Travellers are always looking for all kinds of ways to save some serious money. After all, sometimes flights seem so unbelievably expensive! But out of all the sneaky tips and trips there are that can save people money, there’s one that’s become a staple party of any thrifty travel: error fares. In this article I’ll be giving you a brief run-down of what they are, the risks involved and what rights you have!
The low-down on error fares
What exactly are error fares? | Are there any risks? | What rights do I have?
What exactly are error fares?
It’s quite simple to explain – the name says it all! In the age of modern travel, computer systems are used by every travel provider and airline to publish and calculate prices based on several factors. When it comes to flights there’s a lot going on when a website calculates the price (and remember that every website uses different algorithms!). A good chunk of the price you pay for any airline ticket will come from taxes and fuel duty, which varies depending on which country you’re flying from. There’s also the matter of time and the number of seats left – book early when the plane’s still empty and you’ll be almost guaranteed to get a better price than booking at the last minute with only two seats left.
Of course those are just a fraction of the factors that go into calculating fares, so it’s inevitable that something might go wrong. And as you’d expect – they’d do! Error fares are the result of human or technological error. Sometimes a person could forget to input an extra zero when typing in the prices, so suddenly a flight to Hawaii costs €110 instead of €1100. But in some cases it’s just the computer’s calculations that went a bit wrong somewhere – maybe it forgot to apply fuel duty or just couldn’t crunch the numbers properly.
Whatever the reason behind the mistake, error fares are easy to spot, especially if you consider the monthly average prices (which you can do on SkyScanner). And that’s why they’re so popular – there’s nothing more satisfying than bagging a long-haul flight for next to nothing!
Are there any risks?
The short answer: yes. Sometimes error fares can seem just too good to be true, and unfortunately some airlines or hotels can be quite quick to spot them and rectify the prices, especially if it’s such a drastic reduction in price. If you’ve booked an error fare ticket to Dubai, for example, and received the booking confirmation by e-mail, the airline could still potentially cancel the ticket and give you a full refund.
Unfortunately it’s difficult to say if airlines or hotels should honour error fares by default. There are no proper laws surrounding them yet, so normally things are considered on a case-to-case basis. Take United Airlines, for example. They sold over-seas flights for just $50… and that was business class! United quickly noticed the mistake and voided all error fare tickets, and as you could imagine people were quick to complain, saying that United should honour the tickets that had been bought. However it was ruled that because people use actively using a loophole in the system (i.e. taking advantage of a conversion error, booking via the Danish website and falsely giving Danish billing addresses) United had the right to not accept these error fares and refund the amount.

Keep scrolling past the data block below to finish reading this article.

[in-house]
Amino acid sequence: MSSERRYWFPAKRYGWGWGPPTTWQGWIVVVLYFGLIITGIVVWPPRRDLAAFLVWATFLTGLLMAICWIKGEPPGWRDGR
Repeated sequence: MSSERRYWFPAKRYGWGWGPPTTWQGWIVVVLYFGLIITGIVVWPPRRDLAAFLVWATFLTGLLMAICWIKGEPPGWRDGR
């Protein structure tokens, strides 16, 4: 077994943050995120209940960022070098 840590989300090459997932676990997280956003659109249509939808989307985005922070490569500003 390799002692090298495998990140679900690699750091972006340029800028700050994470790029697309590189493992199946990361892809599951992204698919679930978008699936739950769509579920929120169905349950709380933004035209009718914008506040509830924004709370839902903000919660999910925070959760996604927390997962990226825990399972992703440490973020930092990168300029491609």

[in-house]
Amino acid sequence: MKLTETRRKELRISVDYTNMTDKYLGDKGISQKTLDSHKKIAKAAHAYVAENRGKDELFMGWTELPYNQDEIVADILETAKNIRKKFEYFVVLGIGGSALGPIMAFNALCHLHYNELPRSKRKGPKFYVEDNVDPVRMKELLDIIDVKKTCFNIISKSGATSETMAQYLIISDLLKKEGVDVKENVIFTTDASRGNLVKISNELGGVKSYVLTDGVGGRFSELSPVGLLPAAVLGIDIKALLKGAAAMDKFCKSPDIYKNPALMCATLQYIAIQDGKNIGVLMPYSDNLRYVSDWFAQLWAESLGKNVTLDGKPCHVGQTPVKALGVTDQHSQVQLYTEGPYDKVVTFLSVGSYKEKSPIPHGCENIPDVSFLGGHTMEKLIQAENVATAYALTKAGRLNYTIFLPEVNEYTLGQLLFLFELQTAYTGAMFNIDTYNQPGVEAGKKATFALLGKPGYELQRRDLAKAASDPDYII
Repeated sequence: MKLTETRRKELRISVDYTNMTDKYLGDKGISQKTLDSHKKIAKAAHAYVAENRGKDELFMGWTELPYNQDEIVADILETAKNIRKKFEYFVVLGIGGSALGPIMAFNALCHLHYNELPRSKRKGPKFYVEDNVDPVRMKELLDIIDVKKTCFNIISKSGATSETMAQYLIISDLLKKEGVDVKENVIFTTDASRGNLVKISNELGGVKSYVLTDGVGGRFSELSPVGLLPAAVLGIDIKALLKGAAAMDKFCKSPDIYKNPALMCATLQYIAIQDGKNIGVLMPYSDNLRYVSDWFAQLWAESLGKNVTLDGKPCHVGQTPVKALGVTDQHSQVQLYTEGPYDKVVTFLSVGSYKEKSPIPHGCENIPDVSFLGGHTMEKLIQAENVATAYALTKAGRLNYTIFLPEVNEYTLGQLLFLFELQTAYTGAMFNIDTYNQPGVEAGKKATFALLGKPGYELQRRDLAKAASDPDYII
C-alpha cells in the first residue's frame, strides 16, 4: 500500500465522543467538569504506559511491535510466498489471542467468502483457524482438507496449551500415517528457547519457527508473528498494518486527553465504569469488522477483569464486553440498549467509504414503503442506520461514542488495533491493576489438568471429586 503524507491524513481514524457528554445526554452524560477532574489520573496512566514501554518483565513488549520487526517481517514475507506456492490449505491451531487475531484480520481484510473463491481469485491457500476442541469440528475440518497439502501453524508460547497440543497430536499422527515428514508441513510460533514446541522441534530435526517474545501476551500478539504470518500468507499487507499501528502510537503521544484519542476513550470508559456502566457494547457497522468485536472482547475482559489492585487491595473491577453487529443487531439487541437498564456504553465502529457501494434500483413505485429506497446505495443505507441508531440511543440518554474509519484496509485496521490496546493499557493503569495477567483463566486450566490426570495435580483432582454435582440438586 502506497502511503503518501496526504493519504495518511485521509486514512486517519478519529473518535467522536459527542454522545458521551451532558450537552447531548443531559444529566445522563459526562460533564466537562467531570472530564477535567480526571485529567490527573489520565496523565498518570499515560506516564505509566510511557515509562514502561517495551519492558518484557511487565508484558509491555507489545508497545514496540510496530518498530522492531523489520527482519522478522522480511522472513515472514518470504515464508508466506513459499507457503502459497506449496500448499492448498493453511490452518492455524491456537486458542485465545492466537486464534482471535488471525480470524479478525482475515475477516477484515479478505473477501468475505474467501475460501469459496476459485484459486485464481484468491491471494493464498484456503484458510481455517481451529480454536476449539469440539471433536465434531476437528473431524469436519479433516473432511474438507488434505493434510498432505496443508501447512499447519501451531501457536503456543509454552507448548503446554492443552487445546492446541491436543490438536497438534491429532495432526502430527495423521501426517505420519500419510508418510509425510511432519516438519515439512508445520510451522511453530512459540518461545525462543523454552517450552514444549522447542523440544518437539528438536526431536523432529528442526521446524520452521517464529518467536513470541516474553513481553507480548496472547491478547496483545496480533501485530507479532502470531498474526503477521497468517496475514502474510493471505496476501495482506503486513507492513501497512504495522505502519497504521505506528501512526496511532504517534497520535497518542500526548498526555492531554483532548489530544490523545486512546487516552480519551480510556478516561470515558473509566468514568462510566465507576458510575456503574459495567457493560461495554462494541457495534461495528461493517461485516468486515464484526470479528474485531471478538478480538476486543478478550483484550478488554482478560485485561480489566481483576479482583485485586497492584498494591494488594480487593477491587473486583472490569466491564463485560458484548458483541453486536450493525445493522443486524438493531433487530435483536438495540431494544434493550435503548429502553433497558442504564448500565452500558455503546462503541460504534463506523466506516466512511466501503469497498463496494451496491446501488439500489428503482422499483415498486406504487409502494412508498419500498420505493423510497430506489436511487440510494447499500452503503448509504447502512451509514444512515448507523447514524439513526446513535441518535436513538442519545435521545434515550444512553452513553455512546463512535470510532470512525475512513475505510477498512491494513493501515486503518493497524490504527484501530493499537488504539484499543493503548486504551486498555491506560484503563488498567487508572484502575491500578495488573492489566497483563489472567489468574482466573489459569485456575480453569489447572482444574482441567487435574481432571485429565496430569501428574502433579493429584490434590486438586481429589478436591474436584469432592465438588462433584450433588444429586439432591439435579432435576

However the vast majority of error fares go unnoticed and many people have been able to use one to make the most out of their budget. As you can see it really depends on the situation, and how much publicity an error fare gets. $50 tickets to fly to New York are obviously going to cause a stir, so book at your own risk?
What rights do I have?
Unfortunately it’s hard to say, as the laws and regulations surrounding error fares are still a complete grey area. It’s hard to say how many rights the provider has to refuse your booking, or how much you have the right to have your booking honoured. However I can offer some tips when it comes to error fares to make it as seamless as possible.
As I’ve said before, the vast majority of error fare bookings go unnoticed and people are able to enjoy their holidays without a hitch, but I have some advice: just be cautious! Wait a few days after your booking confirmation, and if you haven’t heard back from the airline or hotel then the chances are that they haven’t noticed their mistake and you can continue booking the rest of your holiday. Do not get in touch with the airline or hotel directly though, even if you’re worried they may cancel, as then they’ll be alerted to the error fare immediately and will change the prices or cancel your booking.
Just trust your gut feeling and play it safe! The most important thing is that you respect the fact that there are risks, but don’t let them put you off too much. After all, tons of people use error fares as a way to save as much money as possible, so by all means try it out sometime. You may be surprised by which destinations these error fares will lead you… ;)
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